Teach Yourself Improve Your Spanish (TYIL)
Teach Yourself Improve Your Spanish (TYIL)
by Juan Kattan-Ibarra
Edition: Paperback

7 of 7 people found the following review helpful
5.0 out of 5 stars Excellent course for intermediate learners, 20 Dec 2008
It was very refreshing to come across this course for two reasons. Firstly, whilst there is no shortage of material for beginners, there is far less available for improvers. Secondly, it is a relief to see that the Teach Yourself series has reinvented itself: gone are the turgid, unappealing tomes with the blue and yellow covers of yesteryear, to be replaced by much smarter, more professional products.

The course is available as a book + two CDs or the book alone. It works as a standalone book because the transcripts of the CD texts appear at the back of the book anyway. I chose the book-only version since I already own many other CDs in Spanish. Buying the book + CDs more than doubles the total cost - as always, CDs are grossly overpriced - but many may feel that the help offered with pronunciation justifies the extra expense.

In UK terms, the level is something like pre-A Level. I used the book for self-study while attending a once-a-week intermediate class at night school. It's aimed at adults rather than teenagers, is full of highly useful vocabulary, phrases and idioms linked to hotels, family, jobs, holidays, shopping, noisy neighbours, etc. It also contains just the right mix of dialogues, texts, small illustrations, grammar notes and exercises.

Most intermediate courses tend to be glossy, large-format books packed with colour pictures and designed for class use. This one has no colour pictures, but that scarcely matters as the good quality and variety of material keeps you motivated. And the clincher: it's less than A5 size, so you can pop it in your pocket and read it on the bus, the train - or the beach! This is the only language book I've ever worked through twice. It helped me enormously and I warmly recommend it.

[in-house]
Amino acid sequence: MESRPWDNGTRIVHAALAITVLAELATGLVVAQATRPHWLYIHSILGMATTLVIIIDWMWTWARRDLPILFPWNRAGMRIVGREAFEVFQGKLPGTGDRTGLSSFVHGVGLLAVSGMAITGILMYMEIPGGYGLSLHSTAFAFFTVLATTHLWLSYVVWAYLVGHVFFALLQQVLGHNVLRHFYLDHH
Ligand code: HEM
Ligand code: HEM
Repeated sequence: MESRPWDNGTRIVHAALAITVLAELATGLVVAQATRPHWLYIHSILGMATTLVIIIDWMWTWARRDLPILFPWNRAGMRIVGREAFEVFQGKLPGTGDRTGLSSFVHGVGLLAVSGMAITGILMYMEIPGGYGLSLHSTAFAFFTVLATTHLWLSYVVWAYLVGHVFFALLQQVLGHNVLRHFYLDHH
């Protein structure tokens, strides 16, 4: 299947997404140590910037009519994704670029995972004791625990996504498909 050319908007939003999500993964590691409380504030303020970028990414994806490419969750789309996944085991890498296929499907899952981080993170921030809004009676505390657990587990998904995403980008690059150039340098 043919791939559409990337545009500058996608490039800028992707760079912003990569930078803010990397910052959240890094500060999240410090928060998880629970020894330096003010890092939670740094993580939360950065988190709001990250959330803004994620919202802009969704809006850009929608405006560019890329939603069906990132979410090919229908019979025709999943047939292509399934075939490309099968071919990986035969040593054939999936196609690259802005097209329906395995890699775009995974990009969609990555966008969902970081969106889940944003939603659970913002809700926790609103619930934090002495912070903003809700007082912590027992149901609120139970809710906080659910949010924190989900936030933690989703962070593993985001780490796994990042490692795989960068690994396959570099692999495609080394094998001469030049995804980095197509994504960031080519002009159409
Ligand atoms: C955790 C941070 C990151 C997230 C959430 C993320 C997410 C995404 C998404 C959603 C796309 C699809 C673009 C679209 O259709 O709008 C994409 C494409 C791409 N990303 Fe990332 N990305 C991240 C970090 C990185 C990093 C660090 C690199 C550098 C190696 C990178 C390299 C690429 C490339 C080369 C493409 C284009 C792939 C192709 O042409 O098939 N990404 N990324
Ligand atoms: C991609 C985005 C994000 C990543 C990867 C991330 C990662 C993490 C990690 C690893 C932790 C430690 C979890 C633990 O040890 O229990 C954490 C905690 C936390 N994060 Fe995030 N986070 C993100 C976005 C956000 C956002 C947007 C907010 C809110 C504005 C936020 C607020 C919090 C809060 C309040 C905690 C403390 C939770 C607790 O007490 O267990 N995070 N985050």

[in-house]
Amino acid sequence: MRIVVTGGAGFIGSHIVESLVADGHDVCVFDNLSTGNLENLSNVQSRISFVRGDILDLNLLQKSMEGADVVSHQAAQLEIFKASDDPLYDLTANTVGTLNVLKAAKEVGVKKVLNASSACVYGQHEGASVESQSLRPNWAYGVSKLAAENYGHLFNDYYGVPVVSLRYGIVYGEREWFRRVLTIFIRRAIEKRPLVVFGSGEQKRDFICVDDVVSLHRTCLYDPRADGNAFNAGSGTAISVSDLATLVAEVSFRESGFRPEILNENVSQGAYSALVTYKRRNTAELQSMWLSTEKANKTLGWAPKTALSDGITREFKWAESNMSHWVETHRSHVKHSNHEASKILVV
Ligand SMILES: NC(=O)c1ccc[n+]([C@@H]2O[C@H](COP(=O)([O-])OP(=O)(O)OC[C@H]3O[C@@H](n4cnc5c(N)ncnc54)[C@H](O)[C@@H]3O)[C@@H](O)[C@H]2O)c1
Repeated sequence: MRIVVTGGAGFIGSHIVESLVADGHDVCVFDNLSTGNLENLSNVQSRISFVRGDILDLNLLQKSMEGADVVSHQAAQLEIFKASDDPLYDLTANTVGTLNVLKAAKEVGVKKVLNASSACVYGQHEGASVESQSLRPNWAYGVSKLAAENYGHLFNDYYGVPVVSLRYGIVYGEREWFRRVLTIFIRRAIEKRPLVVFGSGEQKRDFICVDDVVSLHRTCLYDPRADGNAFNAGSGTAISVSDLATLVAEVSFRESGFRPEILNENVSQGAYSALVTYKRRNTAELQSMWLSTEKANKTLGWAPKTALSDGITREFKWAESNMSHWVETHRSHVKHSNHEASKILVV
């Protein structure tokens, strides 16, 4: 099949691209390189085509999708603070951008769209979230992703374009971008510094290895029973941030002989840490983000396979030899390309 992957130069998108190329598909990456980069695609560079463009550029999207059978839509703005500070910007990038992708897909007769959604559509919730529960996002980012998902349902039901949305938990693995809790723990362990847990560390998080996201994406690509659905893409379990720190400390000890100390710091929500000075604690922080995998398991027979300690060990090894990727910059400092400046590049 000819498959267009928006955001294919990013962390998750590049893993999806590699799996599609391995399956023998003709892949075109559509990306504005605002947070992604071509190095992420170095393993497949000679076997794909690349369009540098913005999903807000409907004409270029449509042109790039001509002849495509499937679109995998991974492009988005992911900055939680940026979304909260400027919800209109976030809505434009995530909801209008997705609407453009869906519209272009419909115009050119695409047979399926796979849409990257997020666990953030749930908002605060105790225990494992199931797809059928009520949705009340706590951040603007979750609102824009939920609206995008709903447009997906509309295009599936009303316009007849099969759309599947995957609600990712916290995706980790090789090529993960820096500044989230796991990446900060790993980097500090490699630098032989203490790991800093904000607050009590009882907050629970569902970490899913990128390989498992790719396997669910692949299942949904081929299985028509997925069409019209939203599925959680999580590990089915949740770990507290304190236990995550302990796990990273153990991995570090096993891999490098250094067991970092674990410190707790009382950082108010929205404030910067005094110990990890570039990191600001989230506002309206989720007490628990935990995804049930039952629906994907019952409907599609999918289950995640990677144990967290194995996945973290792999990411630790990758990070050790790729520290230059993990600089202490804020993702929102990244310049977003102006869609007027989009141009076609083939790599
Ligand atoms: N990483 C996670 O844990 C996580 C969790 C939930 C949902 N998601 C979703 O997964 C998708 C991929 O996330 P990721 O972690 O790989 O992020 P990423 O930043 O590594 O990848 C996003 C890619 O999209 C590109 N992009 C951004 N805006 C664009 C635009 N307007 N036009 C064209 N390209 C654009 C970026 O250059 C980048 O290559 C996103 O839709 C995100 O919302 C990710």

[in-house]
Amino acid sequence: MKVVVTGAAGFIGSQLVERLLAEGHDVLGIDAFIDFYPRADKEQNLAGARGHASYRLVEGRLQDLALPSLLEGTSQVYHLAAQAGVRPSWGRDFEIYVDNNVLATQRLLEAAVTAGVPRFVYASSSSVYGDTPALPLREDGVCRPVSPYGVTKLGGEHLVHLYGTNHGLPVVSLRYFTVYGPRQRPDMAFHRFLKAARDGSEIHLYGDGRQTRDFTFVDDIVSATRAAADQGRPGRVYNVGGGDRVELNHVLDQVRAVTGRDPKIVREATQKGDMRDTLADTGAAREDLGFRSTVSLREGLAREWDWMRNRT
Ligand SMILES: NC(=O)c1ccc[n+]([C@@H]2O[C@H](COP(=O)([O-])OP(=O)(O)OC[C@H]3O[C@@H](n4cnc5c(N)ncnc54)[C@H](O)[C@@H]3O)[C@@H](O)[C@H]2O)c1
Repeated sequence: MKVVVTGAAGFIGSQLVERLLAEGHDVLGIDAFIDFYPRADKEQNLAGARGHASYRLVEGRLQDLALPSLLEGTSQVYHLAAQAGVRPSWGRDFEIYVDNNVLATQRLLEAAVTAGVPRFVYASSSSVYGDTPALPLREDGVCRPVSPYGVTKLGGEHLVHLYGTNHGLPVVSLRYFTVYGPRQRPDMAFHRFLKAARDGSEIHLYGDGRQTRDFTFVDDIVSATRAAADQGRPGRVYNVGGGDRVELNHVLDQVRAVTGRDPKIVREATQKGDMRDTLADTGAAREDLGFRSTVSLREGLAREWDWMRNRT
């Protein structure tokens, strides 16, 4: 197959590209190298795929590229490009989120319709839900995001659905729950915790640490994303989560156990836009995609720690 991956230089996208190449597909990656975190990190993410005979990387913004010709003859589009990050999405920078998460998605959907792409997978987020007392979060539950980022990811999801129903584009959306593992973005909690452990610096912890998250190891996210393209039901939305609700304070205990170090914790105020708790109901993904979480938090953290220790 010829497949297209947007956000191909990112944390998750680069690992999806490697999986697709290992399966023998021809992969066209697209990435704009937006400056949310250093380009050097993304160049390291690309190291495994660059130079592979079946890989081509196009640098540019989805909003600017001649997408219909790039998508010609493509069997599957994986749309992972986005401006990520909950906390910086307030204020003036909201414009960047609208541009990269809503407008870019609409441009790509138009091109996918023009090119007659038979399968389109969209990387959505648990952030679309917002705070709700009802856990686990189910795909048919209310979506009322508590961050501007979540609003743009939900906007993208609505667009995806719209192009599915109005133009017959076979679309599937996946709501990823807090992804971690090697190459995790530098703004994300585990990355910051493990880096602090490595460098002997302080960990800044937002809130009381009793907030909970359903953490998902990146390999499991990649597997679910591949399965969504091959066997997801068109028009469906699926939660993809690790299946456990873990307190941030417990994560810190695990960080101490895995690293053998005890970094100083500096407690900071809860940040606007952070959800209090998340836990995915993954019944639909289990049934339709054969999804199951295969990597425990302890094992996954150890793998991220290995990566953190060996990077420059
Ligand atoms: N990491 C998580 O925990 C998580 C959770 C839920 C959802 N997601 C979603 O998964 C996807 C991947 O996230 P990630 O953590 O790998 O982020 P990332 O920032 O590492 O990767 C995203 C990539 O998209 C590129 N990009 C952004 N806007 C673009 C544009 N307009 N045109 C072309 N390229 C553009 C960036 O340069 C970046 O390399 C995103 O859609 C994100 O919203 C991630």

Our Man In Havana [DVD] [2005]
Our Man In Havana [DVD] [2005]
Dvd ~ Alec Guinness
Price: £4.95

39 of 40 people found the following review helpful
4.0 out of 5 stars Entertaining spy spoof set in pre-revolutionary Havana, 20 Dec 2008
What a treat! Here we have one of the UK's finest twentieth century actors (Alec Guinness) starring in a story by one of the UK's finest twentieth century novelists (Graham Greene). It also stars Burl Ives, Ralph Richardson and Maureen O'Hara. This is a light-hearted black-and-white comedy (Greene called it an 'entertainment') about Wormold, a vacuum cleaner salesman, recruited into espionage by Secret Service agent Hawthorne (Noel Coward). Wormold needs the money to finance his daughter's expensive tastes, especially with horses, but quickly finds himself out of his depth when expected to find further recruits at his country club. He files false reports and supplies drawings of non-existent secret weapons, based on vacuum cleaner designs. The story takes several darker turns, but by the end we all have a smile on our faces.

It's wonderful to contrast late-fifties Havana with Havana today. The opening credits show a lady doing languid backstroke down a rooftop swimming-pool, then turning to gaze past the twin towers of the Hotel Nacional towards the arc of the malecon and Old Havana - seemingly unchanged. A street hustler approaches dapper, quick-striding Hawthorne and grows increasingly desperate as Hawthorne fails to bite: "Shoeshine? Pretty girl? Dirty movie?...Palace of Art?!" The hustlers are still there, but these days it's more likely to be: "Cigars? Restaurant? Pretty girl?...Viagra?!"